I recommend starting with the least expensive solution and testing out a single camera to see if it will work for you. If you have issues, then progress to the next level. Once you have the camera installed, you will need to configure the DVR. I recommend setting the DVR to the highest resolution available, even if it means sacrificing frame rate. Recording at D1 will give you an image 4 times as large (4 times as much detail) as an image recorded in CIF resolution. Be sure to check both daytime and nighttime recordings.


CCTV Lens Technology

Written By:
Friday, August 7th, 2009

One of the main considerations when installing a security surveillance system is the lens.  Without lenses, the system would be useless.  Most cameras come with a choice of lenses, while box type security cameras require you to choose the lens and purchase it separately.

When choosing a lens, there are a few things to keep in mind.  First, how far do you want to see, and what level of detail do you want to see.  Lenses with a fixed focal length are simply known as fixed lenses.  Fixed lenses are available in a variety of focal lengths, however, the most common fixed lens is a 3.6mm lens.  This lens will give you approximately 75 degree field of view and will allow you to see a fair amount of facial detail up to about 30 feet.  This would be a great choice for an overview camera.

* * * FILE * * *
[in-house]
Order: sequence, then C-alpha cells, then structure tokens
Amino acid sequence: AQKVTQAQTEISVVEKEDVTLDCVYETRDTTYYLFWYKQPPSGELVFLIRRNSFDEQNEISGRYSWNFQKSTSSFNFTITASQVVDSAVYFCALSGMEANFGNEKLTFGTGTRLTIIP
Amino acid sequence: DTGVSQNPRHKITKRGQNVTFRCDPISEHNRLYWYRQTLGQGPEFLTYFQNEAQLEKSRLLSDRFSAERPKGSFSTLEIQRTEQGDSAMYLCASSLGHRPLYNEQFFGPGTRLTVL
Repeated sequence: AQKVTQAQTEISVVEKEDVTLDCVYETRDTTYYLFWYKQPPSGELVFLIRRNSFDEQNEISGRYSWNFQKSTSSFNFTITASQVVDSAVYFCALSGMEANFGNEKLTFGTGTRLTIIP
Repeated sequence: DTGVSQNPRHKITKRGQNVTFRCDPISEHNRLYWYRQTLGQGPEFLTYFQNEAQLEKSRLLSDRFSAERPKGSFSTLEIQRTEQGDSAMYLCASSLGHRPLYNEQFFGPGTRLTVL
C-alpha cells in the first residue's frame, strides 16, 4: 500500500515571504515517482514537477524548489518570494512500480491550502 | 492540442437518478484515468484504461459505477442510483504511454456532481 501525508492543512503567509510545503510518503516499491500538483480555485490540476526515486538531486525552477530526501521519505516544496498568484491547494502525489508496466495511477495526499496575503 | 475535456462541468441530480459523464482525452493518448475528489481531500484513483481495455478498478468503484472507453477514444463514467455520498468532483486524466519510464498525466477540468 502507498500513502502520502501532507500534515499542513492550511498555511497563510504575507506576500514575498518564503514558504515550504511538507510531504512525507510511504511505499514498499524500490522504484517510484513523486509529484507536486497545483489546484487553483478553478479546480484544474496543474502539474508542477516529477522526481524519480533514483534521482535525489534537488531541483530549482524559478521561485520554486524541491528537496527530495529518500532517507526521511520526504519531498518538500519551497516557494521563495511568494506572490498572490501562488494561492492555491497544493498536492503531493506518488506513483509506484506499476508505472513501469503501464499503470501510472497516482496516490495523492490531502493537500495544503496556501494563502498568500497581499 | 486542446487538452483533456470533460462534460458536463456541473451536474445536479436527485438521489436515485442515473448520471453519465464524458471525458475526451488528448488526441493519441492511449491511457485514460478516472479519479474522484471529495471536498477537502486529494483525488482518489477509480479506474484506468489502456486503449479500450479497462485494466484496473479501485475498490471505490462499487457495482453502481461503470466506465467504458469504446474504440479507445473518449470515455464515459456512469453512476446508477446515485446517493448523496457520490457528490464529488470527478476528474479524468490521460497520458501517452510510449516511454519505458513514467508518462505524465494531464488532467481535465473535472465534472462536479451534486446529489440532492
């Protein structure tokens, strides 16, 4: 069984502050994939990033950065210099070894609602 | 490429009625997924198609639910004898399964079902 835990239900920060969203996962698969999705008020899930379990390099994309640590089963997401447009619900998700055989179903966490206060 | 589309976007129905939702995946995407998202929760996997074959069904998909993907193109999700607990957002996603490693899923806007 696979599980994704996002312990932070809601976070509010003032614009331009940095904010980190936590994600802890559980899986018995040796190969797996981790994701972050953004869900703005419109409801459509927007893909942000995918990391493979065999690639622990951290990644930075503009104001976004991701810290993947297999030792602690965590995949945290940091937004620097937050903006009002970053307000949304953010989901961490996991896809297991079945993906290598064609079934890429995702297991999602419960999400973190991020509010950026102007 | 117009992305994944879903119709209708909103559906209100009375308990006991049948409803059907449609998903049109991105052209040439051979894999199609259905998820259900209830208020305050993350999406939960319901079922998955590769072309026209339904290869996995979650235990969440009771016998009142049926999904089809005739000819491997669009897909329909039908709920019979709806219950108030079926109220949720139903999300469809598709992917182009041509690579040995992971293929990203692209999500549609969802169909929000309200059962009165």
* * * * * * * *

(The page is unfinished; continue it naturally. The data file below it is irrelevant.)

If an overview camera is not sufficient to capture the desired field of view or distance, then lenses with various focal lengths can be used to achieve the desired result.  The human eye equivalent of a CCTV Lens is a 3mm lens.  So, anything smaller than that would be considered a wide angle lens and anything larger would be considered to have some level of magnification.  For example, a 2mm lens would allow you to capture a much wider angle of view than the human eye, but the distance that you could see in any detail would be small.  In comparison a 100mm lens would allow you to see a high level of detail at a great distance, but the angle of view would be very narrow.

Let’s suppose that you aren’t sure what distances or angle of views will meet your needs, or that the distances and angles may change from time to time.  Then, in that case, a lens with a variable focal length would be needed.  These types of lenses are known as varifocal lenses.  These lenses are basically manually operated zoom lenses.  Varifocal lenses are also available in a variety of focal length ranges.  One of the most common sizes of varifocal lens is a 2.8-12mm focal length.  This lens can be adjusted from 2.8mm (wide angle) to 12mm (zoom) to accommodate a range of camera requirements.